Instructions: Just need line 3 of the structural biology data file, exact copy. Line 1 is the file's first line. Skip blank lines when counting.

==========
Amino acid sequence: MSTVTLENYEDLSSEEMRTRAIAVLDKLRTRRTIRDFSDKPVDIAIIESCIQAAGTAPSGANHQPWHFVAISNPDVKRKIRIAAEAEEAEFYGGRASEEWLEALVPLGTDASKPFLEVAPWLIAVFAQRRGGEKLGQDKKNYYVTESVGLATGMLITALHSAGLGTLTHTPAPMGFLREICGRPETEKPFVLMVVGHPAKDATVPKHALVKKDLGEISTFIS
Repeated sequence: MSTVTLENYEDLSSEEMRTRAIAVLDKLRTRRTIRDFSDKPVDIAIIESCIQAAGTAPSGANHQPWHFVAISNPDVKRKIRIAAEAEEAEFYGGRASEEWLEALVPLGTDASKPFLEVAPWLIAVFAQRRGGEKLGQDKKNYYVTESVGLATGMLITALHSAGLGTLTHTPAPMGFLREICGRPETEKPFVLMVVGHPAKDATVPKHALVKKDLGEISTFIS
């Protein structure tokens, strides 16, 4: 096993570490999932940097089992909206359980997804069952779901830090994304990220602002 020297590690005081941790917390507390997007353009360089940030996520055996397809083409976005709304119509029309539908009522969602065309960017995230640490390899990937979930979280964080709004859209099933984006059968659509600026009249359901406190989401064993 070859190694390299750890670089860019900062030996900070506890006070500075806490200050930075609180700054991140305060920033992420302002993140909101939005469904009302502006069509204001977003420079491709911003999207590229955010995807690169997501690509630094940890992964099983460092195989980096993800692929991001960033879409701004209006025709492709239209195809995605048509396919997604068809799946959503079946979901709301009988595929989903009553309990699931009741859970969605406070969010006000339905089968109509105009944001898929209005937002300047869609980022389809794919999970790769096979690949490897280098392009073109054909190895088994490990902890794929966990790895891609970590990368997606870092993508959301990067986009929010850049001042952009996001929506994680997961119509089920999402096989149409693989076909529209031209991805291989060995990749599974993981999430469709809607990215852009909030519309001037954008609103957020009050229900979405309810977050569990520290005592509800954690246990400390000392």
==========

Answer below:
């Protein structure tokens, strides 16, 4: 096993570490999932940097089992909206359980997804069952779901830090994304990220602002 020297590690005081941790917390507390997007353009360089940030996520055996397809083409976005709304119509029309539908009522969602065309960017995230640490390899990937979930979280964080709004859209099933984006059968659509600026009249359901406190989401064993 070859190694390299750890670089860019900062030996900070506890006070500075806490200050930075609180700054991140305060920033992420302002993140909101939005469904009302502006069509204001977003420079491709911003999207590229955010995807690169997501690509630094940890992964099983460092195989980096993800692929991001960033879409701004209006025709492709239209195809995605048509396919997604068809799946959503079946979901709301009988595929989903009553309990699931009741859970969605406070969010006000339905089968109509105009944001898929209005937002300047869609980022389809794919999970790769096979690949490897280098392009073109054909190895088994490990902890794929966990790895891609970590990368997606870092993508959301990067986009929010850049001042952009996001929506994680997961119509089920999402096989149409693989076909529209031209991805291989060995990749599974993981999430469709809607990215852009909030519309001037954008609103957020009050229900979405309810977050569990520290005592509800954690246990400390000392």